Saturday, August 22, 2009

Blogathon 08: New Avengers: The Sentry

[Discussed in this post: New Avengers #7-10.]

First off, thanks to Robot 6 for giving the blogathon a little promotion. Now, back to the comics...

So, Bendis brings the Sentry back. In Breakout, he's in the Raft for killing his wife. Since then, he's been hiding out in a cave where Iron Man and Captain America find him -- and inform him that his wife, Lindy, is alive and the Sentry isn't real, he's the creation of comic writer Paul Jenkins.

While I had high hopes for Bendis bringing back the Sentry, he falls down here. It is just brutal how much he screws this up through worthless, bullshit changes that don't add anything. Bendis has a habit of bringing back unused characters or ideas and changing them for the hell of it. He reminds me of movie studios who option a book and then change it so completely that you wonder why they bothered with the original.

The inclusion of Paul Jenkins here goes nowhere and adds nothing. It's a needless little stunt that tries to play into the way that the Sentry disappeared/was forgotten, but never quite does anything.

Eventually, Bob is suddenly home and finds all of the heroes outside. Then, the Void attacks and Emma Frost goes into his head to solve things. This is all very well and good, but, during the course of this, we get a revelation: the Sentry didn't make the world forget him on purpose, his mind was altered by the Mastermind at the command of an old enemy, the General to do so. So, I guess, the Void and all of that is a result of them? Except the Sentry's own powers -- coming from him -- make the world forget? It really changes what Jenkins originally wrote and for no good reason. The situation is unchanged, but the reasons behind it are... but they don't make it a better story in any way. All it does it make it so the heroes don't make the world forget the Sentry again, which is kind of lame. Bendis needed to find a way for the Sentry to remain an existing character... but he doesn't.

The Void is still a threat. The Sentry is still mentally ill. Why wouldn't they get him to go away again? It also lessens the idea that so much power would harm a person mentally, which was a big part of the Sentry to this point. Now, he's just a victim of a little punk like the Mastermind? And constantly referring to the Mastermind as a little punk as they do doesn't help -- why can't Emma undo the damage?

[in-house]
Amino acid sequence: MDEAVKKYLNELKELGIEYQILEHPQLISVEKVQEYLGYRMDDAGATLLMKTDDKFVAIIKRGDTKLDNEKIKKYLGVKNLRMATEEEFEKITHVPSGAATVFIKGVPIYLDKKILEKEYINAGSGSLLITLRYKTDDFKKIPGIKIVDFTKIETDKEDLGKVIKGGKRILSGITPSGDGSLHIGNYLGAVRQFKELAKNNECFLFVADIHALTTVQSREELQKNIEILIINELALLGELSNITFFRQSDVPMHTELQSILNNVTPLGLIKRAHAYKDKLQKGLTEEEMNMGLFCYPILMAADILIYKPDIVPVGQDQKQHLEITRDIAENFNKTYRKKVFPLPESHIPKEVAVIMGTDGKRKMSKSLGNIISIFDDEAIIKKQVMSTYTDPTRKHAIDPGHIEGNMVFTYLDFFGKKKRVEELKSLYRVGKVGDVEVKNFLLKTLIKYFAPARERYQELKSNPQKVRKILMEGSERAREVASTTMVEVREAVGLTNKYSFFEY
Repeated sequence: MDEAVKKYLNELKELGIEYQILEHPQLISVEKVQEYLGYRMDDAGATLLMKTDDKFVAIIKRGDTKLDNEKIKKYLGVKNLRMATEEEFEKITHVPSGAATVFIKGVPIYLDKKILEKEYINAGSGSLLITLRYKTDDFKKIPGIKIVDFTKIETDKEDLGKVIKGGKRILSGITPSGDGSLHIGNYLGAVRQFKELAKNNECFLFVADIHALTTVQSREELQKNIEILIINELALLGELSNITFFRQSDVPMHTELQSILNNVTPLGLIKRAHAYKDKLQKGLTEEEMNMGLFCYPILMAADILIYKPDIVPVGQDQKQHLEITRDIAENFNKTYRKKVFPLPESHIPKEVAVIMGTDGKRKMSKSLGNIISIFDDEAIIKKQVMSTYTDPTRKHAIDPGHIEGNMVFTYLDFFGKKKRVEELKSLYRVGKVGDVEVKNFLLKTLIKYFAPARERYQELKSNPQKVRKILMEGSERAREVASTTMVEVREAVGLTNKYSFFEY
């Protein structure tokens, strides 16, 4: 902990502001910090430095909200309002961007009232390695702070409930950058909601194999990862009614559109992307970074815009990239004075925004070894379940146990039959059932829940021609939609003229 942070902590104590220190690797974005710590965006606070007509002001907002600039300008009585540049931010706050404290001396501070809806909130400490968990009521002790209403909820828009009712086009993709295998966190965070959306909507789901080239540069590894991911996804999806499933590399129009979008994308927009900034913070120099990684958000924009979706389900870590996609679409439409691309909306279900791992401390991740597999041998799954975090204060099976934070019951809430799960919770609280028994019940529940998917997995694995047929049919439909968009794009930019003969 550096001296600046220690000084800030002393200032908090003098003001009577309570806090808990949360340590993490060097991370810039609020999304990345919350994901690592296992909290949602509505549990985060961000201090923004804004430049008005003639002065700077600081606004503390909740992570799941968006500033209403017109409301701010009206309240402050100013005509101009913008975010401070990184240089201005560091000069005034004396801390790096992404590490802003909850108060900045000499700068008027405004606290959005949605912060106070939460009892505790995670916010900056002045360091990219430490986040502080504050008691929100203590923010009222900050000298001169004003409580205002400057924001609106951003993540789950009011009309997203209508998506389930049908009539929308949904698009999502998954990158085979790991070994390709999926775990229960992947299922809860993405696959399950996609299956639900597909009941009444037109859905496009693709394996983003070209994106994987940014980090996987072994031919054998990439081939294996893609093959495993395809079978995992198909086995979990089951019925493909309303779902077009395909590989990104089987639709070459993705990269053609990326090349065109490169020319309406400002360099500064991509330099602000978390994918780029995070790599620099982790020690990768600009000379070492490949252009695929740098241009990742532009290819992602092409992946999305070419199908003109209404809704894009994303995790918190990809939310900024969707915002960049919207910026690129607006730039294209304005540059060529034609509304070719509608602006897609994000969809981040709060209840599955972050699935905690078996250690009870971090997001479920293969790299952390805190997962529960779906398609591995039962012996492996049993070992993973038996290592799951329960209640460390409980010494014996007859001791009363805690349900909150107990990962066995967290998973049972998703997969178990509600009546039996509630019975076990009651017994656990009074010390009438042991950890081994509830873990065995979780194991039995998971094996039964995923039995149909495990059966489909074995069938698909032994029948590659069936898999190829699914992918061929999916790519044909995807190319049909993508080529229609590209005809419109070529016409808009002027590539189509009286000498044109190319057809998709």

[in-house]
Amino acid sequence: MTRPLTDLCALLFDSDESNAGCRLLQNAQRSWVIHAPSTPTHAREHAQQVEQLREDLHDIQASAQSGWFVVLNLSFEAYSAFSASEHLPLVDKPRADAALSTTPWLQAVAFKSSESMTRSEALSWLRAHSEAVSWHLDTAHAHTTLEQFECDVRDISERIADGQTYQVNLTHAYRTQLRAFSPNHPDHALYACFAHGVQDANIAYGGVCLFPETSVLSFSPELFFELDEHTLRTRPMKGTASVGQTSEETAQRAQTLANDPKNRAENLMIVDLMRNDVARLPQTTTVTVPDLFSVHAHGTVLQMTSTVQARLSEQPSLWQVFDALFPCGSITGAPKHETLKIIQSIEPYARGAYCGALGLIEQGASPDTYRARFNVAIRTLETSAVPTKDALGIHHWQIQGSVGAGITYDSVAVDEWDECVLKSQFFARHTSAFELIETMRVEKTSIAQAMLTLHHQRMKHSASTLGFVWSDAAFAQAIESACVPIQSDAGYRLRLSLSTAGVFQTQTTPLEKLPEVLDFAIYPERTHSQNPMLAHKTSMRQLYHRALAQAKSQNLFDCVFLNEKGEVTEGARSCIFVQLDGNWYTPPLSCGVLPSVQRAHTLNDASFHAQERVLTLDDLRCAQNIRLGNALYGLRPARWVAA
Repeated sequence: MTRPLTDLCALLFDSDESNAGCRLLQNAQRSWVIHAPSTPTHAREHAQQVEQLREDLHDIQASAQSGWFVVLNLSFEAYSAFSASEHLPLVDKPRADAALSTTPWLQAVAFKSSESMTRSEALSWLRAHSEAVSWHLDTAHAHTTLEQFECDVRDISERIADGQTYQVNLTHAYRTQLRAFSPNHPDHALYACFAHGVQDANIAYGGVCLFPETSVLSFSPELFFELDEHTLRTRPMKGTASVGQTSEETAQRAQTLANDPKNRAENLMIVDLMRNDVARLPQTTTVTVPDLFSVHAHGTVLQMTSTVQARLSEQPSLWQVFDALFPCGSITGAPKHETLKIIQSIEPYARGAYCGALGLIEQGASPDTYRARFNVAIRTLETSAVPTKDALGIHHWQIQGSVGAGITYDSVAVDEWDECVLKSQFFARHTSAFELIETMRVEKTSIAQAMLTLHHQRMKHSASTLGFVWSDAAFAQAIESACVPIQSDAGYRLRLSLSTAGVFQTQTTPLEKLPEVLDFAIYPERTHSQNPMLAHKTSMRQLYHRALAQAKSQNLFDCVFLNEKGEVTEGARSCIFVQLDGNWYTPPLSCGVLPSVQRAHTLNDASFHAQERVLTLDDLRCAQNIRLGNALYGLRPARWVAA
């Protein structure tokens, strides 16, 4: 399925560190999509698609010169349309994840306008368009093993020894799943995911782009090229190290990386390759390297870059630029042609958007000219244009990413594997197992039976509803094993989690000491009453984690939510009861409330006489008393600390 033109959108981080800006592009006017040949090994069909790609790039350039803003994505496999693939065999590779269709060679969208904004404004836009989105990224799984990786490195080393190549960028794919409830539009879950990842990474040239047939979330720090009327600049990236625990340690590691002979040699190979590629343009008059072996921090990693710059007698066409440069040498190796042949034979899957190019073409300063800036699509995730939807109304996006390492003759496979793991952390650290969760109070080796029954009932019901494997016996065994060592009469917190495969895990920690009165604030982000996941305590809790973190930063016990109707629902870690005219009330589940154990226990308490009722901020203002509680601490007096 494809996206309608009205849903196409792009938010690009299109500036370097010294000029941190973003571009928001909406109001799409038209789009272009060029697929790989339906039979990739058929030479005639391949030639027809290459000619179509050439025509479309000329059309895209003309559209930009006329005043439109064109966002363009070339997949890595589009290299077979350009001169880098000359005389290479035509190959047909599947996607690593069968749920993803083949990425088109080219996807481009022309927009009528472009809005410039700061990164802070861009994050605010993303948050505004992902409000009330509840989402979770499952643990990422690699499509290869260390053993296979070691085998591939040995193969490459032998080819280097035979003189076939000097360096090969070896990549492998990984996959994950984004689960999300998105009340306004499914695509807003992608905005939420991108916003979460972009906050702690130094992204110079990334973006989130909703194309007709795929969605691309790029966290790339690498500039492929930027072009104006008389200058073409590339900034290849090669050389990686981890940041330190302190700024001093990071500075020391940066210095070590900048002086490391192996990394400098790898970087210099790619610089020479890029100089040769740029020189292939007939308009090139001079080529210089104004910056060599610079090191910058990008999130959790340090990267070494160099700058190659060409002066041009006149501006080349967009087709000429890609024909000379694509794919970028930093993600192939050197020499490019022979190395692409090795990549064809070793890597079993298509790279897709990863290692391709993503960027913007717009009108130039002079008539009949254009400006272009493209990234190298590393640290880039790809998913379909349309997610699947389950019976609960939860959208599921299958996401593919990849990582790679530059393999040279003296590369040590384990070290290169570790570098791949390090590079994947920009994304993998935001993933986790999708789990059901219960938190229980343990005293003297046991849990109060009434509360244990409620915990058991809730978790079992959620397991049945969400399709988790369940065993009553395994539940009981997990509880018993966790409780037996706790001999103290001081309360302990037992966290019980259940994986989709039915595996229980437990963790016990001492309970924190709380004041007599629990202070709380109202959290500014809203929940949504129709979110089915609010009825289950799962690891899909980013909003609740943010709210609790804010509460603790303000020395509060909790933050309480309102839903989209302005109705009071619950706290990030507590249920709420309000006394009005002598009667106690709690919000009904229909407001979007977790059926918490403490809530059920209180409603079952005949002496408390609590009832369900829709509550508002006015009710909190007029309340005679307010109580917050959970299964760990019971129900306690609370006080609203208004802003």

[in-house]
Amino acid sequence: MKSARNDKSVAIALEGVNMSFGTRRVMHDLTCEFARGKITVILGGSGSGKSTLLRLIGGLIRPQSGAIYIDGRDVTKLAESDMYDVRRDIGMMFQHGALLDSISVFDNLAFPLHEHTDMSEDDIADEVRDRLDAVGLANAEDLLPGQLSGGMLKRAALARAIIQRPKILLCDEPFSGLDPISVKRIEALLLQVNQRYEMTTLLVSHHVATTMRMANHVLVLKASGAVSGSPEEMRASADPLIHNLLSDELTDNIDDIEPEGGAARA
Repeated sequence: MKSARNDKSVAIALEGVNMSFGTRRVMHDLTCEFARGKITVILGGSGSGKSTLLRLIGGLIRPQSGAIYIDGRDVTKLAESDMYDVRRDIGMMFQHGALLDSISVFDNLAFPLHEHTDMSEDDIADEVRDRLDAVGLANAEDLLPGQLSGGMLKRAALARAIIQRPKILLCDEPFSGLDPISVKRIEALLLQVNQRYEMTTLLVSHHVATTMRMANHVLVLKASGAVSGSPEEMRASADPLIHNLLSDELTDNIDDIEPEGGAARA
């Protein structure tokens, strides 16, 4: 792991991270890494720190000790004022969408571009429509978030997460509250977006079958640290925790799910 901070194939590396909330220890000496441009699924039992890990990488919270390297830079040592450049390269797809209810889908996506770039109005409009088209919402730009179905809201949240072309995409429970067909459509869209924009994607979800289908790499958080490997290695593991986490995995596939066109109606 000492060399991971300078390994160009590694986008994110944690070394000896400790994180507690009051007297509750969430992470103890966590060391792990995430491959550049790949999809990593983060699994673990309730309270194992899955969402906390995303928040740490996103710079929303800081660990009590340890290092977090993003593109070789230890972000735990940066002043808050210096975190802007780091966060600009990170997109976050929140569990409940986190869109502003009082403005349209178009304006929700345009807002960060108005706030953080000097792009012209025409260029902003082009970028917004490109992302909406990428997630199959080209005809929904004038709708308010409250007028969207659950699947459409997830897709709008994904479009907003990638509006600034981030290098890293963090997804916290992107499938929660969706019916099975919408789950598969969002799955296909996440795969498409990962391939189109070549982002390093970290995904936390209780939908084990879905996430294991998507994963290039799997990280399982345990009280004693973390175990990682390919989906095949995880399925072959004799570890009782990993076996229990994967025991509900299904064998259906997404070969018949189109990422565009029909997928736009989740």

I like the idea of the General being a badass villain who gets rid of his arch-enemy and is satisfied, at the time, knowing that he did so even if he won't remember later.

During the beginning of the arc, the Avengers take on the Wrecker and it's an entertaining fight. We're also introduced to Edward Gross, a collector of superpeople items... he had the Wrecker's crowbar. The fight is good and shows off the team (minus Cap and Iron Man) working together well.

Steve McNiven does the art here and I'm not a fan. His people look like their skin is made of plastic. They don't look right. But, he does do some very pretty pages. It's really he's just not to my taste and I accept (and see why) others liking him.

A couple of other things:

* The Sentry's 'fate' element to the team is cemented when it's revealed that the new Avengers Tower is really the Sentry's Tower!

* The Illuminati appear here for the first time. And Tony Stark lies to them about the Savage Land.

* On the content/promise of content, this story is pretty content packed without much 'stay tuned for something better next time' crap.

The Sentry coming back also raises a lot of questions... few that are answered, sadly. Not even in the book I'll be discussing in 30 minutes: The Sentry: Reborn, which has Jenkins return to the character and spend eight issues doing absolutely nothing.

[Don't forget to donate what you can to the Comic Book Legal Defense Fund! After you do, let me know via comment or e-mail (found at the righthand side) so I can keep track of donations -- and who to thank.]